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Urgent appeal to help neglected Horses

Bones protruding from the horse discovered on a farm last month.

Bones protruding from the horse discovered on a farm last month.

One of the horses which was taken off a farm recently and now on a refeeding programme.

One of the horses which was taken off a farm recently and now on a refeeding programme.

SHOCKING pictures of two emaciated horses that were rescued from a farm in Ballinderry last month have been released by the charity Crosskeenan Lane Animal Sanctuary.

The horses were so emaciated that they both registered zero on the equine body condition score scale and it is still not known if they will make a full recovery as one of the horses was so weak that she had difficulty walking.

The horses, a chestnut mare (approximately 17hh), and a bay mare (approximately 16 ) were found suffering from worms, rain scald and mud fever when they were rescued from a farm on February 17.

Bodies of other animals including two goats, calves were all discovered all in poor condition.
Lyn Friel from the sanctuary said both horses are on a re-feeding programme at new stables devised to bring them back to health.

A vet said the prognosis is still uncertain as the damage to organs and muscles can take weeks, months or longer to become apparent. However, the horses are still receiving constant intensive nursing and ongoing assessment.

Lyn said: "We are the only horse welfare and educational charity based in Northern Ireland but receive no government assistance or funding.

"We are being contacted on average six times daily by the public, councils and PSNI asking us to take in abandoned, neglected and unwanted horses of all ages, breeds and abilities. There is nowhere for these horses to go but we believe that every horse deserves a chance.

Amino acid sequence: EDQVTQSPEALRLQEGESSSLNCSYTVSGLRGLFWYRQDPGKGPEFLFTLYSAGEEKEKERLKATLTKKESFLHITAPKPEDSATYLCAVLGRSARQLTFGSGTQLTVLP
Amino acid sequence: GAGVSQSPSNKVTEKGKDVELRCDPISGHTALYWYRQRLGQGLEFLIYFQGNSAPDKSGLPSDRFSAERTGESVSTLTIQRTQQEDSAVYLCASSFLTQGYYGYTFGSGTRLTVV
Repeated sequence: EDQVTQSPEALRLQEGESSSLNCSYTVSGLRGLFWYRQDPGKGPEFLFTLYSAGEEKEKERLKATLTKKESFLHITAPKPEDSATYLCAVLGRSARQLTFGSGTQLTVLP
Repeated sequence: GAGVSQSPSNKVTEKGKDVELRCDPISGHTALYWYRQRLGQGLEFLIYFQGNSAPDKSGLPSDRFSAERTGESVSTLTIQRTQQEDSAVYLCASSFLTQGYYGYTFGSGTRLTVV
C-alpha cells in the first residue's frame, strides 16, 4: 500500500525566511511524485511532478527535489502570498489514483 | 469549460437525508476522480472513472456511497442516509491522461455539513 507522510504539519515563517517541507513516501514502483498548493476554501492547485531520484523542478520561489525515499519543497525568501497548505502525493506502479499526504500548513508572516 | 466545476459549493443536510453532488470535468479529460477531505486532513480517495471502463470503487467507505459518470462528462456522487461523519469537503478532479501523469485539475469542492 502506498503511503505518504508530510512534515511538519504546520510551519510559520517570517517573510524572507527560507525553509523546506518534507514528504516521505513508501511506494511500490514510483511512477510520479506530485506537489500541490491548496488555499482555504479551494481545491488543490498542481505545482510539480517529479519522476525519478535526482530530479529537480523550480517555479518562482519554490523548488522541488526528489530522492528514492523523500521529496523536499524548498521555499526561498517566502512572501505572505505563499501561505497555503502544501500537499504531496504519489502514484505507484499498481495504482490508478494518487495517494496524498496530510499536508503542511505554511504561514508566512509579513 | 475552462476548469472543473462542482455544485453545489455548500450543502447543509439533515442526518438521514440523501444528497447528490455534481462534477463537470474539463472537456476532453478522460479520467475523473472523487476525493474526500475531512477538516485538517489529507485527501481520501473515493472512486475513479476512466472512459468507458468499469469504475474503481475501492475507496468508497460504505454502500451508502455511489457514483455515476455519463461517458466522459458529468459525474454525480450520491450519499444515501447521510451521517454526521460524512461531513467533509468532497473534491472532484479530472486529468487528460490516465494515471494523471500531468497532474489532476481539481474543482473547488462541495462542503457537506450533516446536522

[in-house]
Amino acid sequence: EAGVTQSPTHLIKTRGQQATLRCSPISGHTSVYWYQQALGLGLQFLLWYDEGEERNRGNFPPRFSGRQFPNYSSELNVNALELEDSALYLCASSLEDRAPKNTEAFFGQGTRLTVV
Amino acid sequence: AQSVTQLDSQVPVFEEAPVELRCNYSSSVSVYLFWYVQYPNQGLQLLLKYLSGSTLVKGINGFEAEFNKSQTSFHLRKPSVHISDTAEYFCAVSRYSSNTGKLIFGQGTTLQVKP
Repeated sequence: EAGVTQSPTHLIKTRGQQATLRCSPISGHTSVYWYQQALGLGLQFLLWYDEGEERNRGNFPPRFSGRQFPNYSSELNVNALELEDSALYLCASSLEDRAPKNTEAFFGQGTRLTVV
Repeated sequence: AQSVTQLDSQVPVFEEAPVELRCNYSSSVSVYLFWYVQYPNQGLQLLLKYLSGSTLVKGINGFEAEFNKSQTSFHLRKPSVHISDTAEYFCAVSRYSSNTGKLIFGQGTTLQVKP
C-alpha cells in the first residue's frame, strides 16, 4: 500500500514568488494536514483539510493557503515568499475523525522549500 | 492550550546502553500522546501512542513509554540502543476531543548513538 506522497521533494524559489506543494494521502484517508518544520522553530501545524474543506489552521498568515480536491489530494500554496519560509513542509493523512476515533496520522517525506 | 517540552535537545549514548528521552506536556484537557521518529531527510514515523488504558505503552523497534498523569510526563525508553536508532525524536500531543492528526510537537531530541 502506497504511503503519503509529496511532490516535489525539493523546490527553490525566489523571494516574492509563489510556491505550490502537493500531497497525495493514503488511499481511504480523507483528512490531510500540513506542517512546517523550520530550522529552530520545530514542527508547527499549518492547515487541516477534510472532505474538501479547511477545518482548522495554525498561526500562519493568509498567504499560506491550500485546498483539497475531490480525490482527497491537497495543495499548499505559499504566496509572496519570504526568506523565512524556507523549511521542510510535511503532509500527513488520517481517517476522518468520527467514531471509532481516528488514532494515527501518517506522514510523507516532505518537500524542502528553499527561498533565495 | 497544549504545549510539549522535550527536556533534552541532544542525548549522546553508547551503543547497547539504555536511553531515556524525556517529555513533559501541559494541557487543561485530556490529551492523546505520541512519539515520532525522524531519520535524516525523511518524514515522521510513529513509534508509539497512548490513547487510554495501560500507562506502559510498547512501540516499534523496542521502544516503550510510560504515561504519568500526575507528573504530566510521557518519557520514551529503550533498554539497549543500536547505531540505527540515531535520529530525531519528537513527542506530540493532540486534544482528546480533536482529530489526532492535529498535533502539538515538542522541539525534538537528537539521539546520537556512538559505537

"We are at a loss as to know what to do, without euthanasia being the only answer. This is contrary to everything we stand for and we are hoping that someone will step in to support us and avert what would be a tragedy for the horse welfare situation in Northern Ireland."

She said that when the horses were found they were inseparable and remain so.

"We often see this bond between our rescued horses, maybe because they have been through so much together," she said. "They have a trust and loyalty to each other that is humbling to witness.

"We see this type of situation on a worryingly regular basis. The welfare calls to the charity have increased by a staggering 300 per cent over the last couple of years,"

The charity says the cost of caring for the many abused and abandoned horses that need their care has escalated to such an extent that they fear they have almost reached a point where they will not be in a financial position to help. Their average monthly costs are currently around £12,000.

Crosskennan are currently appealing for financial help, permanent and temporary foster -homes or fundraising groups that could work in conjunction with the charity's volunteers or on their behalf.
If you can help in any way you are asked to contact Crosskennan on 028 9446 5384 or email

Ulster Star